Four Russian billionaires and the country’s state-owned energy giant have sued HarperCollins over a book published last year on the rise of Vladimir Putin.
The legal assault on the book, Putin’s people, came in a wave of cases brought to the courts in London, all within weeks of each other, including by Mikhail Fridman, the banking, retail and telecommunications mogul, and Roman Abramovich, the owner from Chelsea Football Club.
Defamation and data protection lawsuits name the UK branch of HarperCollins alongside the book’s author, Catherine Belton, a former Financial Times reporter. Putin’s people, published in April 2020, details the Russian president’s rise to power and his relationship with wealthy oligarchs.
The litigation highlights the high-stakes nature of writing about powerful oligarchs and the role of London-based lawyers in defending the interests of the global elite. The law firms acting for the plaintiffs are Carter-Ruck, CMS, Harbottle & Lewis and Taylor Wessing.
HarperCollins described Belton’s book as “authoritative, important and conscientiously sourced work.” “We will vigorously defend this acclaimed and groundbreaking book and the right to report on matters of considerable public interest,” the publisher added. Belton made no separate comment.
Abramovich, who filed the first complaint, to Marcha said that “his action was not taken lightly” and that the book contained “false and defamatory” statements about him. Court documents have shown that Abramovich’s libel lawsuit disputes an allegation that Putin ordered the acquisition of Chelsea in 2003 as well as other allegations. A spokesperson for Abramovich made no further comment.
The book is based on the claim of exiled Russian billionaire Sergei Pugachev, who was once a member of Putin’s inner circle before breaking up, fleeing the country and becoming a dissident. In a 2017 case, a High Court judge described Pugachev as an unreliable witness.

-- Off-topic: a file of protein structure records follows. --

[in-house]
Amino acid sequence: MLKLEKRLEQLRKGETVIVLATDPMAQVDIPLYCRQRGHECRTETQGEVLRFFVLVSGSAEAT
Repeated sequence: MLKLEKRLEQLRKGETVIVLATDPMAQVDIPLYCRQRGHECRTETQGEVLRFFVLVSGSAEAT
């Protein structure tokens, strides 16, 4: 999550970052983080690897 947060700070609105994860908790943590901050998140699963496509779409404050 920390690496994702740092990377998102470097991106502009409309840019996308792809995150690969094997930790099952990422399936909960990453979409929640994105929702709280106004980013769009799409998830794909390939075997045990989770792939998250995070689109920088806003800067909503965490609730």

The other plaintiffs, whose actions were not previously reported, are Fridman, his longtime business partner Peter Aven, Russian real estate mogul Shalva Chigirinsky and Rosneft, the Kremlin-controlled oil producer. Aven filed its claim under the Data Protection Act. Court documents relating to these cases are not yet available.
Lawsuits followed quickly in March and April, around the one-year deadline under UK law for libel actions.
“We can confirm that neither Mr. Aven nor Mr. Fridman was aware of the other lawsuits you referred to,” a spokesperson for Fridman said in a statement. “They had no contact and did not coordinate a legal strategy with the other plaintiffs or their lawyers.
“The files of Messrs. Aven and Fridman were filed within the applicable limitation periods and only after the defendants (HarperCollins) refused to discuss a series of corrective measures suggested by the lawyers acting for Messrs. Aven and Fridman.” , added the spokesperson.
Rosneft did not respond to a request for comment. Chigirinsky could not be reached immediately for comment through his lawyers.
Jessica Ní Mhainín, of Index on Censorship, a group that campaigns for free speech, said London courts were becoming the venue of choice for legal action aimed at “crushing critical journalism, not just in UK, but worldwide ”.
She added that the UK is home to a global industry that benefits from these lawsuits against journalists, and called for the introduction of reforms.